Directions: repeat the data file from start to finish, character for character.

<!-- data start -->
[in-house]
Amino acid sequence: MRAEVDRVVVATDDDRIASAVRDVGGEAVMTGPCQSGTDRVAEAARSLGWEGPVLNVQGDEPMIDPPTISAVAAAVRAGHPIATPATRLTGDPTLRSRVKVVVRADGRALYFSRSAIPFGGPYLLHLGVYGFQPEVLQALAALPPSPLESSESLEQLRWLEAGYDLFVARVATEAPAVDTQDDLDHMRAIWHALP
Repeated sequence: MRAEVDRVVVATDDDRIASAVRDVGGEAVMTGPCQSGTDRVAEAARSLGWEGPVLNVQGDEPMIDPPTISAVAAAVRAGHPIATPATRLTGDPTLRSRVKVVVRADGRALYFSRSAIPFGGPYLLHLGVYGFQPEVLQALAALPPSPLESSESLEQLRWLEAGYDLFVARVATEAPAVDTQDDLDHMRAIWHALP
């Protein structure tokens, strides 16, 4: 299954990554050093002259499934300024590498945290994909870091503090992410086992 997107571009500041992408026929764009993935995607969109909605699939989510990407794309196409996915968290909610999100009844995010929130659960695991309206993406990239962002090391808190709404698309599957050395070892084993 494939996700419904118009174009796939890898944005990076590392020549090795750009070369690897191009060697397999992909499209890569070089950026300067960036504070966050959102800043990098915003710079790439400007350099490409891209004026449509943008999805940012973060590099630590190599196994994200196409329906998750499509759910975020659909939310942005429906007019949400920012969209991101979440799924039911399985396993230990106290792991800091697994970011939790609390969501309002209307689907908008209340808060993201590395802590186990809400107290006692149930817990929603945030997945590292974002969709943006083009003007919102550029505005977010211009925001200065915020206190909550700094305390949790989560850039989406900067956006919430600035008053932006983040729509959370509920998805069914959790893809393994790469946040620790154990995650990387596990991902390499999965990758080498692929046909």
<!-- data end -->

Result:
[in-house]
Amino acid sequence: MRAEVDRVVVATDDDRIASAVRDVGGEAVMTGPCQSGTDRVAEAARSLGWEGPVLNVQGDEPMIDPPTISAVAAAVRAGHPIATPATRLTGDPTLRSRVKVVVRADGRALYFSRSAIPFGGPYLLHLGVYGFQPEVLQALAALPPSPLESSESLEQLRWLEAGYDLFVARVATEAPAVDTQDDLDHMRAIWHALP
Repeated sequence: MRAEVDRVVVATDDDRIASAVRDVGGEAVMTGPCQSGTDRVAEAARSLGWEGPVLNVQGDEPMIDPPTISAVAAAVRAGHPIATPATRLTGDPTLRSRVKVVVRADGRALYFSRSAIPFGGPYLLHLGVYGFQPEVLQALAALPPSPLESSESLEQLRWLEAGYDLFVARVATEAPAVDTQDDLDHMRAIWHALP
């Protein structure tokens, strides 16, 4: 299954990554050093002259499934300024590498945290994909870091503090992410086992 997107571009500041992408026929764009993935995607969109909605699939989510990407794309196409996915968290909610999100009844995010929130659960695991309206993406990239962002090391808190709404698309599957050395070892084993 494939996700419904118009174009796939890898944005990076590392020549090795750009070369690897191009060697397999992909499209890569070089950026300067960036504070966050959102800043990098915003710079790439400007350099490409891209004026449509943008999805940012973060590099630590190599196994994200196409329906998750499509759910975020659909939310942005429906007019949400920012969209991101979440799924039911399985396993230990106290792991800091697994970011939790609390969501309002209307689907908008209340808060993201590395802590186990809400107290006692149930817990929603945030997945590292974002969709943006083009003007919102550029505005977010211009925001200065915020206190909550700094305390949790989560850039989406900067956006919430600035008053932006983040729509959370509920998805069914959790893809393994790469946040620790154990995650990387596990991902390499999965990758080498692929046909």